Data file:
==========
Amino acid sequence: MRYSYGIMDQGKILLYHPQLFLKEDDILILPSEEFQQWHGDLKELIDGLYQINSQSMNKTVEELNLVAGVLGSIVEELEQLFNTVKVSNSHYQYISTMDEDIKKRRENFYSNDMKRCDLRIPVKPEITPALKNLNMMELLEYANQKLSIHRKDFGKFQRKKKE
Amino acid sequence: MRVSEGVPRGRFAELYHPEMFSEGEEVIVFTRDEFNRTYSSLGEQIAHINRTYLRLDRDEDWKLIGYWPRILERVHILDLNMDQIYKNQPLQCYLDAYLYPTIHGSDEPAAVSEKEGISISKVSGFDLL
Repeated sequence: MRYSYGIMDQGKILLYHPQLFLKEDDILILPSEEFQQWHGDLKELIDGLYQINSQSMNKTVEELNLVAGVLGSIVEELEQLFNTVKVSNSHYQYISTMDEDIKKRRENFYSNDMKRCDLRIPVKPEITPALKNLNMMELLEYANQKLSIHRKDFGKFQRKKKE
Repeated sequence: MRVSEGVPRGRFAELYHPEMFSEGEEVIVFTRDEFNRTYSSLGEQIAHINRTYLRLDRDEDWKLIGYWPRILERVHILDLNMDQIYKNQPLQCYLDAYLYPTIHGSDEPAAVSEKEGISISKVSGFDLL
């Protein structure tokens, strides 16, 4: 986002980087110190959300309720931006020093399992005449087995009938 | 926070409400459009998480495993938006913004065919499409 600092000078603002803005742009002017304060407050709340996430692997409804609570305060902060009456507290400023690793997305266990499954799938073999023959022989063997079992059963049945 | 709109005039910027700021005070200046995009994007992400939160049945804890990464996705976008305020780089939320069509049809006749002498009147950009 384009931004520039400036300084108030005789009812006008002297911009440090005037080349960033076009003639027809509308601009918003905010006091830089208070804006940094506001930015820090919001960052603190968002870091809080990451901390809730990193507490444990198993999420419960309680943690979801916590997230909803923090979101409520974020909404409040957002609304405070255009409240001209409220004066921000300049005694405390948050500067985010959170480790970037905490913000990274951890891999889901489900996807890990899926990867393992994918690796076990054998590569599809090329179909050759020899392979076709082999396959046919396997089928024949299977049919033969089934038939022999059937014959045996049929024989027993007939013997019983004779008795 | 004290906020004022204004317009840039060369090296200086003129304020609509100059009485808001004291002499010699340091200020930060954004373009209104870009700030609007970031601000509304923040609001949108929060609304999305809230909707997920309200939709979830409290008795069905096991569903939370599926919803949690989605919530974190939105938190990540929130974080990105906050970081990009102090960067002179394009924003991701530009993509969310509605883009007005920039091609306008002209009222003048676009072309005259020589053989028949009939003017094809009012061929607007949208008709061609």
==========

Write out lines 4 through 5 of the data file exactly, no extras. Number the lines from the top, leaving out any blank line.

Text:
Repeated sequence: MRVSEGVPRGRFAELYHPEMFSEGEEVIVFTRDEFNRTYSSLGEQIAHINRTYLRLDRDEDWKLIGYWPRILERVHILDLNMDQIYKNQPLQCYLDAYLYPTIHGSDEPAAVSEKEGISISKVSGFDLL
């Protein structure tokens, strides 16, 4: 986002980087110190959300309720931006020093399992005449087995009938 | 926070409400459009998480495993938006913004065919499409 600092000078603002803005742009002017304060407050709340996430692997409804609570305060902060009456507290400023690793997305266990499954799938073999023959022989063997079992059963049945 | 709109005039910027700021005070200046995009994007992400939160049945804890990464996705976008305020780089939320069509049809006749002498009147950009 384009931004520039400036300084108030005789009812006008002297911009440090005037080349960033076009003639027809509308601009918003905010006091830089208070804006940094506001930015820090919001960052603190968002870091809080990451901390809730990193507490444990198993999420419960309680943690979801916590997230909803923090979101409520974020909404409040957002609304405070255009409240001209409220004066921000300049005694405390948050500067985010959170480790970037905490913000990274951890891999889901489900996807890990899926990867393992994918690796076990054998590569599809090329179909050759020899392979076709082999396959046919396997089928024949299977049919033969089934038939022999059937014959045996049929024989027993007939013997019983004779008795 | 004290906020004022204004317009840039060369090296200086003129304020609509100059009485808001004291002499010699340091200020930060954004373009209104870009700030609007970031601000509304923040609001949108929060609304999305809230909707997920309200939709979830409290008795069905096991569903939370599926919803949690989605919530974190939105938190990540929130974080990105906050970081990009102090960067002179394009924003991701530009993509969310509605883009007005920039091609306008002209009222003048676009072309005259020589053989028949009939003017094809009012061929607007949208008709061609």